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PN Junction Diode and its characteristics

In chapter 1 – Understanding the PN junction , we have seen how a PN junction is formed from a p-type and n-type semiconductor. We have also learned about diffusion current, depletion region, drift current and barrier potential. If you find these terms foreign, just read the chapter about “understanding the pn junction” once more. Lets just make some questions. What is the use of a PN junction? Why have scientists created a pn junction device? What kind of problem it solves ? Learning anything is really fun when we question it. So these are our questions. Why there exists a pn junction in this world! ?;)

To get an answer to all these questions, lets first try to understand the characteristics of a PN junction. We know a pn junction has a “barrier potential”. Only if we overcome this “barrier potential” by applying an external voltage to the pn junction, we would be able to make it conducting. This simply means, current will pass through the pn junction only if we apply an external voltage higher than the “barrier potential” of pn junction. In chapter 1, we have seen that net current inside a pn junction is zero. Inorder to understand the behavior of a pn junction we need to make it conducting by applying an external voltage over a range (say from 0 volts 5 or 10 volts ), and then we study how the current passed through the pn junction varies with increasing voltage levels. To apply an external voltage, we usually connect 2 metallic contacts at the two ends of the pn junction (known as terminals); one on the p-side and other on the n-side. A PN junction with two metallic contacts is known as a pn junction diode or a semiconductor diode. Note:- I have written an interesting article which tells the story behind invention & discovery of PN Junction diode. If you like to read the story, follow here:- Story behind Invention & Discovery of PN Junction


PN junction diode is symbolically represented as shown in picture. The direction of arrow is the direction of conventional current flow (under forward bias). Now lets try applying an external voltage to the pn junction diode. The process of applying an external voltage is called as “biasing”. There are two ways in which we can bias a pn junction diode.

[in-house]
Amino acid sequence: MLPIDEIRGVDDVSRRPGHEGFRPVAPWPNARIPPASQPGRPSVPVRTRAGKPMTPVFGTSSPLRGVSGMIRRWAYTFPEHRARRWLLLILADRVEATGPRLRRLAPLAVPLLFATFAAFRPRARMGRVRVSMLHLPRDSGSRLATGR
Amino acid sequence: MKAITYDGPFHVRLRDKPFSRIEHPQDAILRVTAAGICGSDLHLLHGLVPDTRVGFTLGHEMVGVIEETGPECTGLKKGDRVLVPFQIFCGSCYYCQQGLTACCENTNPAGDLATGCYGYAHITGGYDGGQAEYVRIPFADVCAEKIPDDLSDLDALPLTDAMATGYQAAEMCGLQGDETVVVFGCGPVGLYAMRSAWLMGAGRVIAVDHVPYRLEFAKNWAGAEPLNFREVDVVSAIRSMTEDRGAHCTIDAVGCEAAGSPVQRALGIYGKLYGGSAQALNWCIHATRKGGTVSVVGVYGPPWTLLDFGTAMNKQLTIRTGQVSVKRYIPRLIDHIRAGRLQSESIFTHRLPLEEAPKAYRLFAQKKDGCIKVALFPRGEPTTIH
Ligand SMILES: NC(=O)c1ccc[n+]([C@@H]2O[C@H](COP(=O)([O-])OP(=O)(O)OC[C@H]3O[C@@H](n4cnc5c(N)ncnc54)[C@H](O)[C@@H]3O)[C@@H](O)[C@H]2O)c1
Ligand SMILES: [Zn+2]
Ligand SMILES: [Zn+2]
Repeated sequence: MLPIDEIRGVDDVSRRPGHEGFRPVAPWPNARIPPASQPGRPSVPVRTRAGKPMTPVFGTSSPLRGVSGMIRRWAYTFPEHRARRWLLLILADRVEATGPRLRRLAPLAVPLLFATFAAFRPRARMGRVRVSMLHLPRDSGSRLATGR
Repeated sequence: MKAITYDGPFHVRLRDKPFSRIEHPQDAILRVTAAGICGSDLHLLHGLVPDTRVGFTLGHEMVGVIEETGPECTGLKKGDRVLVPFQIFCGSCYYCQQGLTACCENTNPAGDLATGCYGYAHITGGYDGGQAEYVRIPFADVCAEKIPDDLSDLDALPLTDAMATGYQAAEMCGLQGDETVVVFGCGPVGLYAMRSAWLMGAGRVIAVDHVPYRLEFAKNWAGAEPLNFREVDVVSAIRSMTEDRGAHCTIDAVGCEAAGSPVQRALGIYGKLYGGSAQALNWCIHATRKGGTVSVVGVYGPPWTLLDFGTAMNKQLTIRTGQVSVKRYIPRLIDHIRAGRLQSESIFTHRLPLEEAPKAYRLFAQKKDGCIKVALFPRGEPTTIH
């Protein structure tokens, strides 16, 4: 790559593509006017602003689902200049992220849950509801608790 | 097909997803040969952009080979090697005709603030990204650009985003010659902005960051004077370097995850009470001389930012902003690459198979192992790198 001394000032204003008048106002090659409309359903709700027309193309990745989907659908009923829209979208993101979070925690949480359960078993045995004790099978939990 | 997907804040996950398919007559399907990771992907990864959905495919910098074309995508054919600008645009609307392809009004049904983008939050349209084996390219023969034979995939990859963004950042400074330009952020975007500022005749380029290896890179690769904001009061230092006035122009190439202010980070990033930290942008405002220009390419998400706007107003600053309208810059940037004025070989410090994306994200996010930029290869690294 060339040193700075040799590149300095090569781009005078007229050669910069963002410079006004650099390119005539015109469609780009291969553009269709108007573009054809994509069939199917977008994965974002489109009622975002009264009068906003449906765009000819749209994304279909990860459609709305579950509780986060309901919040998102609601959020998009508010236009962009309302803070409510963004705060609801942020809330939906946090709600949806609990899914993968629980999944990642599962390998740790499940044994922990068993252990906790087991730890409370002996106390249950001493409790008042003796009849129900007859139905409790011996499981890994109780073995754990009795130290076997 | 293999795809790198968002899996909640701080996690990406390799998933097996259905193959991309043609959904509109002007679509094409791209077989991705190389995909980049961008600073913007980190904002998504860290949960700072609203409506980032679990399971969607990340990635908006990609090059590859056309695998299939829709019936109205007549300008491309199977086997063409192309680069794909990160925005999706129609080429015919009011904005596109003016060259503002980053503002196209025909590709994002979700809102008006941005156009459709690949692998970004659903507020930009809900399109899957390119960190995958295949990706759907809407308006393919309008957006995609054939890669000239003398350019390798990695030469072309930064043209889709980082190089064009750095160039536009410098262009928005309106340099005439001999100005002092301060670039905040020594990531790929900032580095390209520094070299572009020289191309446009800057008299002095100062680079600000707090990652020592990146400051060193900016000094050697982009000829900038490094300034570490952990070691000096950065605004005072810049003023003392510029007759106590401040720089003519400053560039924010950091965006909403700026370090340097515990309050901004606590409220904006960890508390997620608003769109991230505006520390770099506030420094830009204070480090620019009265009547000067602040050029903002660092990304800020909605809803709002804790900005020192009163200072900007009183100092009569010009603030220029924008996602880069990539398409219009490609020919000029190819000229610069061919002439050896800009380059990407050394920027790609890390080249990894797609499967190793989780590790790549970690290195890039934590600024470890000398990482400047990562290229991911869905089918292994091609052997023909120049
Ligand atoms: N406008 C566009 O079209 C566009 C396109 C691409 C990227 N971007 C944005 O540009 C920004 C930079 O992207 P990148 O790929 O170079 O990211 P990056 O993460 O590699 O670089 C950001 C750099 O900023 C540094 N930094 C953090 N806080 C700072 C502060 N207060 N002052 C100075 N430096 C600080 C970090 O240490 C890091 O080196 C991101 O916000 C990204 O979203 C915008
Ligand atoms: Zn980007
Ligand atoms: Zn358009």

By using the above formula, we can calculate the tON for desired voltage we want from the total source voltage. By multiplying the duty cycle with 100, we can represent it in percentage. Thus the percentage of duty cycle is directly proportional to the amount of the voltage taken from the source. In the above example provided, if we want, 40 volts from a 50volts source, this can be accomplished by a step down chopper of duty cycle 80%. Since 80% of 50 is 40.

1) Forward bias and 2) Reverse bias 

The basic difference between a forward bias and reverse bias is in the direction of applying external voltage. The direction of external voltage applied in reverse bias is opposite to that of external voltage applied in forward bias.

Forward biasing a PN Junction diode


Forward biasing a pn junction diode is very simple. You just need to take a battery whose values can be varied from (o to V volts), connect its positive terminal to the p-side of pn junction diode and then connect the negative terminal of battery to the n-side of the pn junction diode. If you have done upto this, the forward bias circuit of pn junction diode is complete. Now all we need to do is understand how the pn junction diode behaves when we increase the voltage levels from 0 to say 10 volts or 100 volts. We have learned that if we apply an external voltage higher than the barrier potential of pn junction diode, it will start conducting, which means it will start passing current through it. So how we are going to study the behavior of pn junction diode under forward biased condition? Lets get a voltmeter and ammeter and connect it to the forward biased circuit of pn junction diode.A simple circuit diagram is shown below, which has a pn junction diode, a battery (in picture it is not shown as variable. keep in mind we are talking about a variable power source), an ammeter (in milli ampere range) and a voltmeter.


Reverse biasing a PN junction diode

Why should we reverse bias a pn diode ? The reason is, we want to learn its characteristics under different circumstances. By reverse biasing, we mean, applying an external voltage which is opposite in direction to forward bias. So here we connect positive terminal of battery to n-side of the diode and negative terminal of the battery to p-side of the diode. This completes the reverse bias circuit for pn junction diode. Now to study its characteristics (change in current with applied voltage), we need to repeat all those steps again. Connect voltmeter, ammeter, vary the battery voltage, note the readings etc etc. Finally we will get a graph as shown.